Postcard from Orlando: Hillary sweeps the board with big wins in Florida and Ohio

Hillary Florida GOTVWhat do Florida, North Carolina and Ohio have in common? They’re AWS, which means All Winning States on this side of the pond.  As I write (0515!GMT) Hillary appears to have won Illinois and Missouri by a margin that would have any agent worth their salt screaming “Recount,” at the top of their lungs.
Whilst Florida was always polling strongly for Hillary, the big prize tonight was Ohio for her campaign.  After the shock loss of Michigan last week, Hillary’s campaign needed a big win in the rust belt.  In Ohio, she got it.
The two states are significant. Ohio is the ultimate swing state, crucial to Obama’s victories in 2008 and 2012.  Florida has even more of a history since George W Bush’s controversial “win” in 2000.  At a rally for his wife on Monday, former President Bill Clinton said “You don’t need to explain to Floridians the importance of voting.”

Connect US styleCampaigning in Florida on Tuesday, I was struck by the similarities between a polling day operation in Orlando and in the UK. “We had tremendous teamwork, plus a fantastic candidate,” explains Lauren Young, who as a volunteer helped lead the telephone bank to Get Out the Vote in Orlando.  With 20+ telephoners using a combination of Connect and paper knock up sheets, a slick practice run was in place for the General Election in the autumn, with lots of data mining going on.
Freed by her big wins over Bernie, Hillary turned her attacks firmly at Trump on Tuesday evening, giving a speech liberals could be proud of.  For the first time I felt she sounded really presidential.  One line stood out: “Let’s not just talk about inequality, let’s act on it.” Wise words which apply not just to Democrats in the USA, but Lib Dems returning from York in the UK.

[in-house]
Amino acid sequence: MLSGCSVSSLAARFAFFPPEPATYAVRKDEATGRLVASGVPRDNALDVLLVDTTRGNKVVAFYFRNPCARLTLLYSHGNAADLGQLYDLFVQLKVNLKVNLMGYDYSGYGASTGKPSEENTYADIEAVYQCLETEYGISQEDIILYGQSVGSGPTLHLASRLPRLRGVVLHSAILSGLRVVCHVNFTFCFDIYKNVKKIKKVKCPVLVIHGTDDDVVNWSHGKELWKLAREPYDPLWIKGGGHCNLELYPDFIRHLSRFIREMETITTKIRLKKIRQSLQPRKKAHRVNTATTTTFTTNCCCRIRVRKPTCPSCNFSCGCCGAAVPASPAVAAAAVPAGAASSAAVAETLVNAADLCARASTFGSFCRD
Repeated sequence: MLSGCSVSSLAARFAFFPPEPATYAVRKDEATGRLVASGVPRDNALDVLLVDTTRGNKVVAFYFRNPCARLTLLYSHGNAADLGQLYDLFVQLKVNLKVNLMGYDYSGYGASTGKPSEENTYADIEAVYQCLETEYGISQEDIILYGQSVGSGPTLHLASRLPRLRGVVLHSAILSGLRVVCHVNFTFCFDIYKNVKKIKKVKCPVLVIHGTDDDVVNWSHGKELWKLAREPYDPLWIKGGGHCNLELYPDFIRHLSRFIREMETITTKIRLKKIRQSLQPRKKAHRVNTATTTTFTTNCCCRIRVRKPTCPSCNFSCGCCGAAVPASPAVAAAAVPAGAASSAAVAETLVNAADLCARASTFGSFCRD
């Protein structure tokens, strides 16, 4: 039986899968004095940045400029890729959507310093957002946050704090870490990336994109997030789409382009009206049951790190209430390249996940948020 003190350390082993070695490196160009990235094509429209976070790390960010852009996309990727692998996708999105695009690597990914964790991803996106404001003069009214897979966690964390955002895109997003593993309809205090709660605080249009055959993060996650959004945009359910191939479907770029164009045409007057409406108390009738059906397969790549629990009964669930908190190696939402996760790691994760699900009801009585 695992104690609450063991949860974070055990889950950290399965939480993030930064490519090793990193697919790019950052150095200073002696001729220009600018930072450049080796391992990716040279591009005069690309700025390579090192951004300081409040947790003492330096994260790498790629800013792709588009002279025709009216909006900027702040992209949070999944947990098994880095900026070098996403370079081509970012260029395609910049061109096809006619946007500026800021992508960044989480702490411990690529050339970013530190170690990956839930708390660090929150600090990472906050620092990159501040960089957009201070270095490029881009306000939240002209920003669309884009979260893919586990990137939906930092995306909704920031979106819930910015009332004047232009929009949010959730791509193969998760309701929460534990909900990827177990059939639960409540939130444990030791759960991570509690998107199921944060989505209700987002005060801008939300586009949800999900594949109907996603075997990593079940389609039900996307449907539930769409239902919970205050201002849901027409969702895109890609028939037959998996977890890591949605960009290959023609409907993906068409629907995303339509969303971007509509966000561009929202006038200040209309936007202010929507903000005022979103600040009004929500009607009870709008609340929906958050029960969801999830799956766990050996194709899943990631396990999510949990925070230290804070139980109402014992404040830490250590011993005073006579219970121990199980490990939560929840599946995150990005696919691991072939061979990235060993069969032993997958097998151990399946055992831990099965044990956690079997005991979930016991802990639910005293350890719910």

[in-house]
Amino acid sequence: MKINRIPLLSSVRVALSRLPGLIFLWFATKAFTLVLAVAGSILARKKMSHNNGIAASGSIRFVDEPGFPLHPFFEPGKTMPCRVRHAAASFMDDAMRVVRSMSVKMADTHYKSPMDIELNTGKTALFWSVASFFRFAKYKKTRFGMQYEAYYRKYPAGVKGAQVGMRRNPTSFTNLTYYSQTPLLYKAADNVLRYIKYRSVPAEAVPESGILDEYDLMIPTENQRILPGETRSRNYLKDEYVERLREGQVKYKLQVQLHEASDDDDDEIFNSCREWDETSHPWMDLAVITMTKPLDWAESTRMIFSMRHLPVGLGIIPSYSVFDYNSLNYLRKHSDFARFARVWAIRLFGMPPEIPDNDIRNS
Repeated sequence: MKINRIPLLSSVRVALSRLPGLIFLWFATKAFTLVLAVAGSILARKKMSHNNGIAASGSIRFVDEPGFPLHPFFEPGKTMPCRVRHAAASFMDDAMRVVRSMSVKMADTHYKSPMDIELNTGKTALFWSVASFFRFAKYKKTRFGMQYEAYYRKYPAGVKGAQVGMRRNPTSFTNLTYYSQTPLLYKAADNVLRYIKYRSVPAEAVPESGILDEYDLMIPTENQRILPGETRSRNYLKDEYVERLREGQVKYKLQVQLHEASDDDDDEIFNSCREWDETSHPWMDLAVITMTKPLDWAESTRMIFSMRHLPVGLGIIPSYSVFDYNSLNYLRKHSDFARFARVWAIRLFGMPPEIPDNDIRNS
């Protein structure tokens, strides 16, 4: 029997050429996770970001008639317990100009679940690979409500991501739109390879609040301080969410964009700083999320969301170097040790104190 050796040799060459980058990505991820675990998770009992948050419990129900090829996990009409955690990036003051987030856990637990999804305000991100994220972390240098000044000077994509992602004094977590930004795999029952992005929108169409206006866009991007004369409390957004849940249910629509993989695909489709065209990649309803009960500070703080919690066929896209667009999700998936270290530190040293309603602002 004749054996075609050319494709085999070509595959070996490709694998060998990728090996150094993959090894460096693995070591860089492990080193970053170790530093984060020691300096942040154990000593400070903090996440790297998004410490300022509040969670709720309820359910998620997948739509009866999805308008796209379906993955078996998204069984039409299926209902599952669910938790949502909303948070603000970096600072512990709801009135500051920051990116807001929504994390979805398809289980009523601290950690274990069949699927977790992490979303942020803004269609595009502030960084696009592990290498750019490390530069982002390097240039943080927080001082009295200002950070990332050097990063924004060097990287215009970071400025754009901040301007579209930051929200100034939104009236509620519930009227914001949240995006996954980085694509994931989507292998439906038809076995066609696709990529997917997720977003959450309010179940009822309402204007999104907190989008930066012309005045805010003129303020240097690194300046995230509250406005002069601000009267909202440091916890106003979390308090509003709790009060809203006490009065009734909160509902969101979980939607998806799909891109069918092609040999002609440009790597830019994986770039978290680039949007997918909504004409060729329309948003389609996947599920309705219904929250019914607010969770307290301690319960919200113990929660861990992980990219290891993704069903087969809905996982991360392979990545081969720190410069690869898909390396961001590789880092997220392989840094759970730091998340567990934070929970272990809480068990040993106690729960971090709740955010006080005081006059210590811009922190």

On the other side, the Republican race is split. Rubio has been knocked out, leaving only Kasich as a moderate favourited by the GOP establishment, who won his home state of Ohio. Yet Kasich now needs 110% of the remaining delegates to win the nomination, a mathematical impossibility.  His only hope then is a contested convention.  Cruz continues to perform well enough to stay in the race.
The problem is that Trump seems like Teflon. No attack ad will stick to him. The Republican establishment threw $12 million at him in negative 30 second spot ads in Florida. Not so much as a dent as Trump thrashed Rubio in his home state, as well as picking up Illinois and North Carolina.  He leads the vote in Missouri as I write by a whisker.
Simon Foster at Clinton rallyTo summarise: In the blue corner, Bernie will fight on, but it’s more about policy now, and pulling Hillary to the centre left.  Hillary increasingly looks like the Democratic nominee, way ahead of where Obama was at this point in 2008.  In the red corner, Kasich will play the long game and Cruz will perform in a strong second place. Trump will continue to lead a fractured Republican race to a contested convention. Of the 10 contested conventions in the past, only 3 have picked the front runner.
In conclusion: it’s been a crazy political season so far.  If I had to call it now, I would say it will be Hillary versus Trump in the autumn. Yet don’t bet on it, these races aren’t over yet.
Photo Credit: Simon Foster

* Simon Foster is a lecturer in Politics and Economics, and has published twenty-five books on Politics, PSHE and Citizenship.

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This entry was posted in Op-eds.


  • Ohio and Florida are not ‘winner takes all’ states for the Democrats. Bernie has (provisionally) 63 delegates from Florida and 57 from Ohio. He is still in the race, although Clinton is continuing to do just enough to take the nomination. 538 currently has her heading for 108% of the total required – not a huge cuishon.

  • Simon Foster 16th Mar '16 - 11:32pm

    I like that, 538 has her winning, but not by much, so we’ll spin it and try make it sound negative. A win is still a win is still a win is still a win is still a win, I’ve said win 5 times for a reason 🙂

    I prefer actual results, including roughly HALF A MILLION more votes than Bernie in Florida in a 31 point lead here in a state called “the firewall against a Republican Presidency” at the Hillary rally I was at Monday evening, led by Bill Clinton.

    One politician has more votes than any other candidate cast for her in these elections than any other candidate in either set of primaries in 2016, and that includes Donald Trump on the Republican side.

    Her name is Hillary Clinton.

    Statistical fact.

  • Simon Foster 16th Mar '16 - 11:46pm

    Just realised something else: